NS is associated with hypercoagulability and these patients are at increased risk for DVT and RVT. Among the causes of NS, risk of thrombosis appears to be highest in patients with MN.[1] A variety of hemostatic abnormalities have been identified in patients with NS; some of these include reduced levels of antithrombin and plasminogen, increased platelet activation, and hyperfibrinogenemia. The risk is further aggravated with immobilization and hemoconcentration due to diuretic use. Severity of hypoalbuminemia is an independent risk factor; a serum albumin concentration of ≤2.8 g/dL was identified as the threshold level for increased risk in patients with MN.[2]

DVT of the extremities is the most common type of thrombotic event in these patients. RVT is an uncommon complication of NS, often clinically silent and under diagnosed because of its variable clinical and radiological findings; but with improvement in imaging techniques, it became more frequently recognizable clinical entity. RVT is more often presents as a complication of NS, though RVT itself may provoke proteinuria. It usually presents with flank pain, microscopic or gross hematuria, and enlarged kidneys with elevated serum lactate dehydrogenase (LDH) level. In severe cases, it may progress to renal infarction. Bilateral RVT can present with acute renal failure. In our case, significant renal failure has not resulted presumably due to incomplete involvement on right side; near total occlusion on left side resulted in renal infarction.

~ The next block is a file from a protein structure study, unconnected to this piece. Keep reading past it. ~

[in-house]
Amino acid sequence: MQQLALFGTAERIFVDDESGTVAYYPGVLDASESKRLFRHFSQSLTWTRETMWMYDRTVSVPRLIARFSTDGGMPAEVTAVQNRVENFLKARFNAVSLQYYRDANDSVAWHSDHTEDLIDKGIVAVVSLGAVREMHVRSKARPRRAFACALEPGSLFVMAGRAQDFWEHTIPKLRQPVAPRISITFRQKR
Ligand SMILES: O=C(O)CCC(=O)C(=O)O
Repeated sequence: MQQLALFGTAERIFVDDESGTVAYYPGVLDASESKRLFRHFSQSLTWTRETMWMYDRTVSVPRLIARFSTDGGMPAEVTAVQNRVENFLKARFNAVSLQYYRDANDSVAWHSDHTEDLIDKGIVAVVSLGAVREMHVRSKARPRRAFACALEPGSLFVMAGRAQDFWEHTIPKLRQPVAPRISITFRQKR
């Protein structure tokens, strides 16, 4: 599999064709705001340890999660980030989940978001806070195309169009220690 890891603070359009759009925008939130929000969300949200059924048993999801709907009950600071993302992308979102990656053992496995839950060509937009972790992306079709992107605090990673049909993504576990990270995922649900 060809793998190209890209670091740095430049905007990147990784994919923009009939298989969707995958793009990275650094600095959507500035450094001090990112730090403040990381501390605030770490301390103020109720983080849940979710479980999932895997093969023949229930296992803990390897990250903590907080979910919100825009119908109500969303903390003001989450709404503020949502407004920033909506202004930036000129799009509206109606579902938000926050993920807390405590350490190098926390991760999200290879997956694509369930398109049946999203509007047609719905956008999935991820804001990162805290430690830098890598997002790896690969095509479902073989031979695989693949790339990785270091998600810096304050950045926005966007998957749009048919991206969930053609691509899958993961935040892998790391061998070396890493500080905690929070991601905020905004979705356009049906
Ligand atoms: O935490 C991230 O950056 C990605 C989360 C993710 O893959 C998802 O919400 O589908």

The standard therapy consists of anticoagulation with heparin followed by warfarin. These patients may have resistance to heparin therapy due to deficiency of antithrombin. The use of newer oral anticoagulants like apixaban and rivaroxaban (factor Xa inhibitors), and dabigatran (direct thrombin inhibitor) have not been studied in these patients. Bernie et al. suggested that anticoagulation alone may be sufficient for isolated left RVT because of extensive collateral venous drainage on left side, while thrombectomy may be required if the RVT is acute, bilateral, or on the right side.[3] Fein et al. reported first two successful cases of bilateral RVT with NS treated by thrombectomy.[4] Few other case reports also showed successful therapy with percutaneous thrombectomy and local thrombolysis in patients with acute RVT.[5] Surgical thrombectomy should be considered as a last resort when other therapies fail. Suprarenal IVC filters are usually preferred in patients who are at high risk for or having pulmonary embolism with DVT, or contraindication to anticoagulation.[6]